Here is our last installment of Ernest Boyer’s participation in a humanitarian relief effort with the Brethren Service Committee after World War II. Thanks to a scrapbook, we have been able to share photos and journal entries written by Ernie. This final installment includes Ernie’s last days on the Wesley Barrett – read further to discover the condition of the sea, the beauty of a rainbow, and where the crew learns the ship will dock. On July 20, 1946, Boyer went through United States Customs and re-entered the country in Highgate Springs, Vermont. After over a month away, Ernie returned with a German helmet, a German gas mask, some chinaware, and plenty of memories.
Friday, July 12, 1946 –
A typical “calm after the storm” day the sun shone brightly and the sea was calm. This afternoon I spent the time taking a sunbath and got rather “red.”
Saturday, July 13, 1946 –
It was rather cloudy today. The sea is “choppy” again. Got official news today that we are going to Montreal Canada. The cowboys are really in an uproar because there is a possibility we cannot get off the ship since that is a foreign part. They say we may have to stay by it for another trip. Sea got very rough again tonite! I could hardly sleep because I kept rolling from side to side and cups, plates, glasses [and] the like kept rattling [and] breaking. Solid ground would feel very good right now.
Sunday, July 14, 1946 –
It was a very nice sunny day even though the boat was very rocky. Had our Sunday service today with Melvin Hess in charge. Ship still heading for Montreal. We are supposed to stop at Halifax Nova Scotia to get maps of the St. Lawrence. Had a chicken dinner today. Spent the afternoon taking a sun bath. Had news tonight that the ship might be turned over to Canada. Don’t know if its the truth or not. Rocky tonite again.
Monday, July 15, 1946 –
Today was rather cold and chilly. The sea is becoming more calm which is proof that we are getting near land. Tonite we got our first glimpse of land which was Nova Scotia. We stopped at Halifax to pick up charts of the St. Lawrence River. Land sure looked good.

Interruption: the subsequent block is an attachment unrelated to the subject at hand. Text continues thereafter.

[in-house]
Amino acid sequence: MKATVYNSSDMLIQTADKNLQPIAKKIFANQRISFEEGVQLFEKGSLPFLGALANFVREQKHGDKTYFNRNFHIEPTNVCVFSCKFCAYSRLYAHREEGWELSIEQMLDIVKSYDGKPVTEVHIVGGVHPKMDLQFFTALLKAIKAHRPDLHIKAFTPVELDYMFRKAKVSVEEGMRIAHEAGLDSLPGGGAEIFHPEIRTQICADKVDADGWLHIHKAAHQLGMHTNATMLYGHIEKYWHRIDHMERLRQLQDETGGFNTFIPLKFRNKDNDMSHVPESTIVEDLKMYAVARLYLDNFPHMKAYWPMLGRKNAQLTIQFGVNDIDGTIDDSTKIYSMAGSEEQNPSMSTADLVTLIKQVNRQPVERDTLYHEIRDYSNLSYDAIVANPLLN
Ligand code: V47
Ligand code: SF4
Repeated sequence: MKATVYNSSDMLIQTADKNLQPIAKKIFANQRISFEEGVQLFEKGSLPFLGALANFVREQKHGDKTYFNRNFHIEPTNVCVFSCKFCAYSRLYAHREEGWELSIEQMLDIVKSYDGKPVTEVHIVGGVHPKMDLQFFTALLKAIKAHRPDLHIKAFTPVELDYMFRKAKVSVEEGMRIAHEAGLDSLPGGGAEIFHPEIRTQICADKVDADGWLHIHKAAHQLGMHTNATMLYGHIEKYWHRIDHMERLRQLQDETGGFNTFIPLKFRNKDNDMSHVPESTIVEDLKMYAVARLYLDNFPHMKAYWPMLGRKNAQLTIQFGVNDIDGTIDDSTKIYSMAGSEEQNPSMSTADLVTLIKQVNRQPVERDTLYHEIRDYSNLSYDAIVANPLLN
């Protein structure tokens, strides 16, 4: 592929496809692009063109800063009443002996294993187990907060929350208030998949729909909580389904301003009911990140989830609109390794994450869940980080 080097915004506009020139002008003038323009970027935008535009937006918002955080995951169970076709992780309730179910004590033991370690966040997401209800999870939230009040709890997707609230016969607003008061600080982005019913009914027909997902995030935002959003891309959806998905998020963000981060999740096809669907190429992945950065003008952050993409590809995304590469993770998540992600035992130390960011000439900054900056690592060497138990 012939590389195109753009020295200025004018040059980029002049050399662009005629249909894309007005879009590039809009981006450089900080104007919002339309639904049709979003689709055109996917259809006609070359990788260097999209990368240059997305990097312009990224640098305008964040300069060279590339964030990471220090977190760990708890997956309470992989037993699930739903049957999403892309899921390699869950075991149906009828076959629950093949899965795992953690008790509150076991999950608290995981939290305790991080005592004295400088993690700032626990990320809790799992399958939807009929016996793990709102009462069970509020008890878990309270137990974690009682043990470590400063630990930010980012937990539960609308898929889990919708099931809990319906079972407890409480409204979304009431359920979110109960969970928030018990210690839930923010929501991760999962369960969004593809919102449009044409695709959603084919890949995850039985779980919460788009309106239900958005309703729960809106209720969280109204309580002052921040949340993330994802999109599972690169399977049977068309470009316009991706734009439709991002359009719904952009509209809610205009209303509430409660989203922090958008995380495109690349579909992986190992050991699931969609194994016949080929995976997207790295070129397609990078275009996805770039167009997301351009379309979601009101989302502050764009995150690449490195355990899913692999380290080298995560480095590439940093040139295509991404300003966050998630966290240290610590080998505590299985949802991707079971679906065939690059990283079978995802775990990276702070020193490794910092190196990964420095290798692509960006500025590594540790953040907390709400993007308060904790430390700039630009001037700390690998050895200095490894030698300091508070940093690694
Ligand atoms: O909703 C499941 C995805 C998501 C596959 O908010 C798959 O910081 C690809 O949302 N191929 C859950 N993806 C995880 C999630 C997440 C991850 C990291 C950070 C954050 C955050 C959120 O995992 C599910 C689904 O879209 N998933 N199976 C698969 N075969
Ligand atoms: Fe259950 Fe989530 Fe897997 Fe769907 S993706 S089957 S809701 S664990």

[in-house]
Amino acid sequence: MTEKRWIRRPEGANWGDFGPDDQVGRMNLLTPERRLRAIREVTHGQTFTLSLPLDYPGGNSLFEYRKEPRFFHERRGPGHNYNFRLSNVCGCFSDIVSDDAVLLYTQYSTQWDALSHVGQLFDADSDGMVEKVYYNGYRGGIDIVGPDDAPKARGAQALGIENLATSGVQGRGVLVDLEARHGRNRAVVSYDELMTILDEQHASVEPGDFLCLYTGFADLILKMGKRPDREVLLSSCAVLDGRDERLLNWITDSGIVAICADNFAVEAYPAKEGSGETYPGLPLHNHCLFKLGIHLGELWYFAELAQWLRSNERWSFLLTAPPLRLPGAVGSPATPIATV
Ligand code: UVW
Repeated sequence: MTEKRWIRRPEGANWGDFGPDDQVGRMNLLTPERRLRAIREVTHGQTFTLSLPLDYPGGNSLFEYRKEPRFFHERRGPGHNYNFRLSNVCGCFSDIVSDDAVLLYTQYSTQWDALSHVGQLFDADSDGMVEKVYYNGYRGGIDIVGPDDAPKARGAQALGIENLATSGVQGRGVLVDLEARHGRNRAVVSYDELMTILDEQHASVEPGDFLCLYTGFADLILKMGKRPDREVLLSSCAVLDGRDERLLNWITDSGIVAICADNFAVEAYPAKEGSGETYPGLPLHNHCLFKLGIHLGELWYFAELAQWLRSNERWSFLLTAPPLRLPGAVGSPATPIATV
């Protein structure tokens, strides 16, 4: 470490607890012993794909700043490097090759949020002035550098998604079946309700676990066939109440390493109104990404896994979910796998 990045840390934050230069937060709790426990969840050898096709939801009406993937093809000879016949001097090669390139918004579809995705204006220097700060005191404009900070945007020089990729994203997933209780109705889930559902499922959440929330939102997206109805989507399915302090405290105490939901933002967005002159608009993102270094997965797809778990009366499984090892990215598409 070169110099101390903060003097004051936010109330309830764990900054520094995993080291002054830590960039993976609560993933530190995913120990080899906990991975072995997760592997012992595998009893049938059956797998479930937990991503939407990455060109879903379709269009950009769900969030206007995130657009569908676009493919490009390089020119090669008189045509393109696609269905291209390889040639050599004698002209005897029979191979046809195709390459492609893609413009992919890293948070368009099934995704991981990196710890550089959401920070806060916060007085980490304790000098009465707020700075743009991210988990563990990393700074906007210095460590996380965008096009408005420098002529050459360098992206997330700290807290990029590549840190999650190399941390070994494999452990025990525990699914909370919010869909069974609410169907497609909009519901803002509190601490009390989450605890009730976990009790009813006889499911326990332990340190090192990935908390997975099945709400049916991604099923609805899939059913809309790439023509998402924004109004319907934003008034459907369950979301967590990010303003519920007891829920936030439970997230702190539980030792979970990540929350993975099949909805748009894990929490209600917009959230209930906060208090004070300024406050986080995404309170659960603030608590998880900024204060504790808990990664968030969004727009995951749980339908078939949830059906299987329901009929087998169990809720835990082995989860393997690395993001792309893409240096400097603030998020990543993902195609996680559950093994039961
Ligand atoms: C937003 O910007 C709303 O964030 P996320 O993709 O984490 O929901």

Tuesday, July 16, 1946 –
Have been going past land all day still Nova Scotia and surrounding territory. The country is beautiful up here. We were within several hundred feet of land. We entered the Bay of St. Lawrence this evening. Since it was such a beautiful day, I was up in the turret most of the day enjoying the sun.
* I forgot to add that on Monday evening I viewed several of the most beautiful sights I have ever witnessed. First of all we were called up on topside to witness the most beautiful rainbow I have ever seen. Words cannot describe it but as compete semi-circle formed in the Eastern sky the colors grew in intensity until they were almost unbelievably rich and distinct, richer than any artist could paint it. And then as a crowning feature, another one formed just above it. The colors were just as distinct although slightly paler. The area within the semi-spheres was very light and radiant while without it was rather dark. It reminded me of a very immense [and] indescribably beautiful amphitheater. These had hardly faded out until a most beautiful sunset met our gaze. To top it off, about ten o’clock a gorgeous full moon appeared that lit up the sky and made a glorious reflection on the water. I don’t imagine I will ever witness such a night again.
Wednesday, July 17, 1946 –
When I awoke this morning it looked as it would be a beautiful day. However it has been cloudy and windy all day. We entered the mouth of the St. Lawrence this morning. Our fears of not being able to get off the boat were smashed today when Mr. Crist told us to sign up if we were getting off and that our checks would be waiting for us. I am thinking now of hitch-hiking home. Anyway it will be good to be back in the states.
Thursday, July 18, 1946 –
It was another beautiful day. I slept until almost noon. I was up on deck all afternoon watching the scenery as we steamed down the St. Lawrence. It was really beautiful. We were at Quebec about 3:00 PM today. It is said we will get to Montreal about 6:00 A.M. tomorrow morning.